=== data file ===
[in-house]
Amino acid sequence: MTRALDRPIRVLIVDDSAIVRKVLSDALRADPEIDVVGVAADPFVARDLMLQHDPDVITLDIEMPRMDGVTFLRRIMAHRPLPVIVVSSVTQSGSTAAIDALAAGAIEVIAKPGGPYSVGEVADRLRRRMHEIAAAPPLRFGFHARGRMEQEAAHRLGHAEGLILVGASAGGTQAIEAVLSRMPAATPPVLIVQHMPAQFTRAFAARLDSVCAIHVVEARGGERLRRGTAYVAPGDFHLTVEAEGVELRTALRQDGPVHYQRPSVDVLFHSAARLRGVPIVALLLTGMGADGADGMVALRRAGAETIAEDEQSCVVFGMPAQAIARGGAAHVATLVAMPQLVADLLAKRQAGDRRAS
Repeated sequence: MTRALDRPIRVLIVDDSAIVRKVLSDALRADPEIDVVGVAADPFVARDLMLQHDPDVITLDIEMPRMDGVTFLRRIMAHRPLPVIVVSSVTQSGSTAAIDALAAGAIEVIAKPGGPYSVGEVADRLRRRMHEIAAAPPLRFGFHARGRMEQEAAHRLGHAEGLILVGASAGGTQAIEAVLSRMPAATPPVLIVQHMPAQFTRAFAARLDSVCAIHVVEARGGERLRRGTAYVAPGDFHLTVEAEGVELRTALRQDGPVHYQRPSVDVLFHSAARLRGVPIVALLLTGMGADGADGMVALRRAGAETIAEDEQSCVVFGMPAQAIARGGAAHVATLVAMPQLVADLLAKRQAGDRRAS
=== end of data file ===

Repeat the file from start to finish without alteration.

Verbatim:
[in-house]
Amino acid sequence: MTRALDRPIRVLIVDDSAIVRKVLSDALRADPEIDVVGVAADPFVARDLMLQHDPDVITLDIEMPRMDGVTFLRRIMAHRPLPVIVVSSVTQSGSTAAIDALAAGAIEVIAKPGGPYSVGEVADRLRRRMHEIAAAPPLRFGFHARGRMEQEAAHRLGHAEGLILVGASAGGTQAIEAVLSRMPAATPPVLIVQHMPAQFTRAFAARLDSVCAIHVVEARGGERLRRGTAYVAPGDFHLTVEAEGVELRTALRQDGPVHYQRPSVDVLFHSAARLRGVPIVALLLTGMGADGADGMVALRRAGAETIAEDEQSCVVFGMPAQAIARGGAAHVATLVAMPQLVADLLAKRQAGDRRAS
Repeated sequence: MTRALDRPIRVLIVDDSAIVRKVLSDALRADPEIDVVGVAADPFVARDLMLQHDPDVITLDIEMPRMDGVTFLRRIMAHRPLPVIVVSSVTQSGSTAAIDALAAGAIEVIAKPGGPYSVGEVADRLRRRMHEIAAAPPLRFGFHARGRMEQEAAHRLGHAEGLILVGASAGGTQAIEAVLSRMPAATPPVLIVQHMPAQFTRAFAARLDSVCAIHVVEARGGERLRRGTAYVAPGDFHLTVEAEGVELRTALRQDGPVHYQRPSVDVLFHSAARLRGVPIVALLLTGMGADGADGMVALRRAGAETIAEDEQSCVVFGMPAQAIARGGAAHVATLVAMPQLVADLLAKRQAGDRRAS